Many people in Hollywood considered “Life of Pi” to be unfilmable. Now that it’s about to hit theaters Wednesday, there’s a new question: Can it be profitable?
Director Ang Lee’s $120-million adaptation of Yann Martel’s 2001 book, which has sold 9 million copies worldwide, is precisely the kind of movie that many complain the big studios don’t make anymore: an ambitious and highbrow creation that’s not a sequel and isn’t based on a comic book or theme park ride.
Marketing the movie in no easy task either. A boy’s spiritual journey across the Pacific Ocean on a lifeboat with a tiger doesn’t easily translate into a 30-second commercial.
“It’s the biggest gamble I’ve ever taken,” said Elizabeth Gabler, the veteran 20th Century Fox executive who oversaw the film.
There’s a reason studios prefer to make movies such as “Star Wars” and “Transformers.” Eight of the top 10 films at the box office this year have been sequels or adaptations of kid-friendly books such as “The Hunger Games.” Last year, all 10 fell into those two categories.
When show business executives dare to invest in sophisticated material, they generally keep budgets low (this past weekend’s “Sliver Linings Playbook” cost $21 million) and make sure they have a recognizable star (such as Daniel Day-Lewis in “Lincoln”).
“I read the book shortly after it came out and I remember thinking, ‘This shouldn’t be made into a movie,’” Lee said. “The artistic and the economic sides didn’t meet. If you spend too much money, you have to be mainstream. But if you don’t spend the money, you are not doing justice to the book.”
Although early reviews have been overwhelmingly positive, pre-release surveys have found lukewarm moviegoer interest in “Life of Pi,” shot in 3-D. Early estimates suggest the film will do about $20 million over the five-day Thanksgiving weekend. The new James Bond thriller, “Skyfall,” by comparison, cost almost $200 million and opened to nearly half that amount.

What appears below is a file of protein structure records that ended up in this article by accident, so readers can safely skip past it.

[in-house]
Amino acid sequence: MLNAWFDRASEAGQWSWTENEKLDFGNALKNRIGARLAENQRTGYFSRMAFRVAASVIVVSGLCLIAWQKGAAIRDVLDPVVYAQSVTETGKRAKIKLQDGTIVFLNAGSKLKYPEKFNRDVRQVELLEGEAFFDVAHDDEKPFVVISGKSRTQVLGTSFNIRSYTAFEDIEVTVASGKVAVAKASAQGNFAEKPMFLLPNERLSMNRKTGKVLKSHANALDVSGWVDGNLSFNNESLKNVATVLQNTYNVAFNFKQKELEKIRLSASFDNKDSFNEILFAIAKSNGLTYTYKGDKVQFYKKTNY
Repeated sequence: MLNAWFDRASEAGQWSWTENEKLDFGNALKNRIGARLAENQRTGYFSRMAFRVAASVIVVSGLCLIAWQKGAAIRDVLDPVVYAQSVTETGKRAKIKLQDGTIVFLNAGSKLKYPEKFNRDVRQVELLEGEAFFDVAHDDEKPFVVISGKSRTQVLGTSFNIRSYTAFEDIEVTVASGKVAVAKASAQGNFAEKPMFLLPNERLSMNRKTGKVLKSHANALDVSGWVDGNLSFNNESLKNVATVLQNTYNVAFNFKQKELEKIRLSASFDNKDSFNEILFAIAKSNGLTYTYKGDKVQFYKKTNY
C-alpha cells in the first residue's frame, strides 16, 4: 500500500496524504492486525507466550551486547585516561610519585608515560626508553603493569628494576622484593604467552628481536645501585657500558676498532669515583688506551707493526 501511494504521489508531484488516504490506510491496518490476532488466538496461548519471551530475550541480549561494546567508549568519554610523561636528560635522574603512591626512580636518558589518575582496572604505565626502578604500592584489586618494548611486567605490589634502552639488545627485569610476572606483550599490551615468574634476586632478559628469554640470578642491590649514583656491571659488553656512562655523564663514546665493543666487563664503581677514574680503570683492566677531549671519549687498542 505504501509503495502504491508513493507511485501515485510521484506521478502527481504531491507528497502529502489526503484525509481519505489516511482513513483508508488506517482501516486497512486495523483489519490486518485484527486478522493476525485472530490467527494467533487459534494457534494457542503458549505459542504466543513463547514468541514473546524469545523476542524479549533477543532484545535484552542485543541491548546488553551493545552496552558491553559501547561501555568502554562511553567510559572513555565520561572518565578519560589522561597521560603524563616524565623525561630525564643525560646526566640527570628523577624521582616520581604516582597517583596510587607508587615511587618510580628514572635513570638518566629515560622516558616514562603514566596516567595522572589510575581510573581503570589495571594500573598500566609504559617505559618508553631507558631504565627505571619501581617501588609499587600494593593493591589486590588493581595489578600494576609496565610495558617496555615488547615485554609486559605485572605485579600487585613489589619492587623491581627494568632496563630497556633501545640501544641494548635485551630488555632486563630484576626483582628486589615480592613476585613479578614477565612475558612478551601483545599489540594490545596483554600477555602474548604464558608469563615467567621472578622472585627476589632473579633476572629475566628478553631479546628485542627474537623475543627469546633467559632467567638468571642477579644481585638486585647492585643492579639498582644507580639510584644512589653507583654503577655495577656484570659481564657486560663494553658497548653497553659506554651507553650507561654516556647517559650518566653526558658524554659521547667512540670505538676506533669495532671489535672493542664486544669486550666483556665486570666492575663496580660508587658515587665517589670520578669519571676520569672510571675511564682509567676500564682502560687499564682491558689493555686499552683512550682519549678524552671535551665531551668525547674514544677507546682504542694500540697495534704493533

On Fox’s Century City lot, there’s still hope of defying the odds. With an Indian actor starring and Taiwanese native Lee directing, studio executives believe the film will do particularly well in Asia. They also hope strong word-of-mouth could keep the movie in theaters through Christmas.
One thing they are not doing is predicting a box office smash.
“It can’t always be about the bottom line,” said Fox Chairman Jim Gianopulos. “It has to be about the art and the value of cinema that we all got into this business for.”
In many ways, the challenges are similar to those facing “Hugo,” director Martin Scorsese’s 3-D adaptation of a revered children’s book that opened Thanksgiving weekend last year. Even with strong reviews, the $156-million production failed to connect with moviegoers and was a financial failure.
“I do think it’s a specialized movie,” Lee said of “Life of Pi,” using the industry jargon for an art-house film. “But I hope it reaches out to the mainstream in some way.”
“Life of Pi” features a menagerie of animals, including a Bengal tiger and thousands of flying fish. To replicate Pacific storms, the production crew built a 1.7-million-gallon water tank in Taiwan that generated capsizing waves.
The four animals stranded on the lifeboat with Pi, the only person to survive a cargo ship’s sinking, are a zebra, an orangutan, a hyena and the tiger. To ensure that lead actor Suraj Sharma wouldn’t be ripped to shreds by his costars, the realistic animals are almost entirely computer-animated creations.